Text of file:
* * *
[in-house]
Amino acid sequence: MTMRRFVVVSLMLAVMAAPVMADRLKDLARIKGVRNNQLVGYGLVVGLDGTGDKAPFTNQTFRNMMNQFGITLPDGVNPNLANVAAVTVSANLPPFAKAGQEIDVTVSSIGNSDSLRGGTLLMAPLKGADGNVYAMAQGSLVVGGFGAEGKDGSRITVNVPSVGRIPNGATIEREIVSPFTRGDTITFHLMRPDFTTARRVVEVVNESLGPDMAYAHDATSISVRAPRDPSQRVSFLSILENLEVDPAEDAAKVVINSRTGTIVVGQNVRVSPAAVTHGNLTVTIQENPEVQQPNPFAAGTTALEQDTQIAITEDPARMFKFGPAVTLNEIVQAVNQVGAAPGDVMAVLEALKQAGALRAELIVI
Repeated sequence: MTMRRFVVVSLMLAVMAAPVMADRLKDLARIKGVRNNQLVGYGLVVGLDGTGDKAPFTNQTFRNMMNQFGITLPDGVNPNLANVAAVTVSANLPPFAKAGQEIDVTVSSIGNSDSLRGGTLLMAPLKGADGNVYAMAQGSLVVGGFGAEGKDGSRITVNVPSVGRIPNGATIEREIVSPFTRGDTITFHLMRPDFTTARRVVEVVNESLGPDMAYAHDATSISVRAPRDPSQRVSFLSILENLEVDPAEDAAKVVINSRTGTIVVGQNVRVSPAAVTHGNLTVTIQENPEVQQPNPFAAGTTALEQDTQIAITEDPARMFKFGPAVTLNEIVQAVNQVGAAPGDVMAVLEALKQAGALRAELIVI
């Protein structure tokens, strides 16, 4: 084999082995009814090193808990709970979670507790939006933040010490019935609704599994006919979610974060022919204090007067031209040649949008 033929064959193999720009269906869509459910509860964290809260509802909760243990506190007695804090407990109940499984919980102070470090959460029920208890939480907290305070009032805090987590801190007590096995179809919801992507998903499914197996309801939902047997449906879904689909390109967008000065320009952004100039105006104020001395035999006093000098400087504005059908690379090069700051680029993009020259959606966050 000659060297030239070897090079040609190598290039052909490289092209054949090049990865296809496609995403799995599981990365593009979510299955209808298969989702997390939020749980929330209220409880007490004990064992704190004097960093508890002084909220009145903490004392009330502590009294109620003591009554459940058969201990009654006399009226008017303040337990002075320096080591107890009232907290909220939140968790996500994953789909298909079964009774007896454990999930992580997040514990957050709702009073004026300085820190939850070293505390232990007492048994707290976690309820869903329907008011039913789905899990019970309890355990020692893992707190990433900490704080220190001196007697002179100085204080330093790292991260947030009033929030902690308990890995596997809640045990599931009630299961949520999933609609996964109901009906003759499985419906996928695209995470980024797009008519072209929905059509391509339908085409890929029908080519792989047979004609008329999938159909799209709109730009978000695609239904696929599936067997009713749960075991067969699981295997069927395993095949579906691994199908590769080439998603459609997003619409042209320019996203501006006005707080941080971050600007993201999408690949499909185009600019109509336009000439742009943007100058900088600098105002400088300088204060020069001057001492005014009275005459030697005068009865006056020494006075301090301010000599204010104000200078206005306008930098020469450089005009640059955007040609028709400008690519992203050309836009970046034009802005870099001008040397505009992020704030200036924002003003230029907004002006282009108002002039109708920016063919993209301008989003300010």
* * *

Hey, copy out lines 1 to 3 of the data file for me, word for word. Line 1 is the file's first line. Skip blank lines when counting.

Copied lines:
[in-house]
Amino acid sequence: MTMRRFVVVSLMLAVMAAPVMADRLKDLARIKGVRNNQLVGYGLVVGLDGTGDKAPFTNQTFRNMMNQFGITLPDGVNPNLANVAAVTVSANLPPFAKAGQEIDVTVSSIGNSDSLRGGTLLMAPLKGADGNVYAMAQGSLVVGGFGAEGKDGSRITVNVPSVGRIPNGATIEREIVSPFTRGDTITFHLMRPDFTTARRVVEVVNESLGPDMAYAHDATSISVRAPRDPSQRVSFLSILENLEVDPAEDAAKVVINSRTGTIVVGQNVRVSPAAVTHGNLTVTIQENPEVQQPNPFAAGTTALEQDTQIAITEDPARMFKFGPAVTLNEIVQAVNQVGAAPGDVMAVLEALKQAGALRAELIVI
Repeated sequence: MTMRRFVVVSLMLAVMAAPVMADRLKDLARIKGVRNNQLVGYGLVVGLDGTGDKAPFTNQTFRNMMNQFGITLPDGVNPNLANVAAVTVSANLPPFAKAGQEIDVTVSSIGNSDSLRGGTLLMAPLKGADGNVYAMAQGSLVVGGFGAEGKDGSRITVNVPSVGRIPNGATIEREIVSPFTRGDTITFHLMRPDFTTARRVVEVVNESLGPDMAYAHDATSISVRAPRDPSQRVSFLSILENLEVDPAEDAAKVVINSRTGTIVVGQNVRVSPAAVTHGNLTVTIQENPEVQQPNPFAAGTTALEQDTQIAITEDPARMFKFGPAVTLNEIVQAVNQVGAAPGDVMAVLEALKQAGALRAELIVI